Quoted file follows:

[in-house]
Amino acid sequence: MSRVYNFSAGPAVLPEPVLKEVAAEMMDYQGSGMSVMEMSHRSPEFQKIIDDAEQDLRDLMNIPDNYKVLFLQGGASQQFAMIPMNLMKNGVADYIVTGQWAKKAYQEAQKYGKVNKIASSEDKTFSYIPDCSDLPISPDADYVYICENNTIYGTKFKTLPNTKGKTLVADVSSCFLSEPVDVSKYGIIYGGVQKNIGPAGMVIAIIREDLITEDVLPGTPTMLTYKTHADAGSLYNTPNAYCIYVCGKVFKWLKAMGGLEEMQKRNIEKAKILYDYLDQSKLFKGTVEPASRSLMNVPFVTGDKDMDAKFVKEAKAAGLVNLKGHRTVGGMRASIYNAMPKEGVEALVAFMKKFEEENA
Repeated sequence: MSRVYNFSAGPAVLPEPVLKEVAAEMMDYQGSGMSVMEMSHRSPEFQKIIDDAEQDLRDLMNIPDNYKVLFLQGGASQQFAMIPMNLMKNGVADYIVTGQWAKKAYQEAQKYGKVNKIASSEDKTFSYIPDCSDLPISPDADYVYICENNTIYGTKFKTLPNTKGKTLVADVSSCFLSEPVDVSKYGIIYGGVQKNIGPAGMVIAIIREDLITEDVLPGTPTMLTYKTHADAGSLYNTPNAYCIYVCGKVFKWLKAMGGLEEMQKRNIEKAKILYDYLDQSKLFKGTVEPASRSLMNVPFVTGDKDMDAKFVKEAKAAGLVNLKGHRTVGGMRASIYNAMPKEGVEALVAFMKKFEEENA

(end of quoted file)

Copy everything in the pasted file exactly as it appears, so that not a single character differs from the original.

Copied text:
[in-house]
Amino acid sequence: MSRVYNFSAGPAVLPEPVLKEVAAEMMDYQGSGMSVMEMSHRSPEFQKIIDDAEQDLRDLMNIPDNYKVLFLQGGASQQFAMIPMNLMKNGVADYIVTGQWAKKAYQEAQKYGKVNKIASSEDKTFSYIPDCSDLPISPDADYVYICENNTIYGTKFKTLPNTKGKTLVADVSSCFLSEPVDVSKYGIIYGGVQKNIGPAGMVIAIIREDLITEDVLPGTPTMLTYKTHADAGSLYNTPNAYCIYVCGKVFKWLKAMGGLEEMQKRNIEKAKILYDYLDQSKLFKGTVEPASRSLMNVPFVTGDKDMDAKFVKEAKAAGLVNLKGHRTVGGMRASIYNAMPKEGVEALVAFMKKFEEENA
Repeated sequence: MSRVYNFSAGPAVLPEPVLKEVAAEMMDYQGSGMSVMEMSHRSPEFQKIIDDAEQDLRDLMNIPDNYKVLFLQGGASQQFAMIPMNLMKNGVADYIVTGQWAKKAYQEAQKYGKVNKIASSEDKTFSYIPDCSDLPISPDADYVYICENNTIYGTKFKTLPNTKGKTLVADVSSCFLSEPVDVSKYGIIYGGVQKNIGPAGMVIAIIREDLITEDVLPGTPTMLTYKTHADAGSLYNTPNAYCIYVCGKVFKWLKAMGGLEEMQKRNIEKAKILYDYLDQSKLFKGTVEPASRSLMNVPFVTGDKDMDAKFVKEAKAAGLVNLKGHRTVGGMRASIYNAMPKEGVEALVAFMKKFEEENA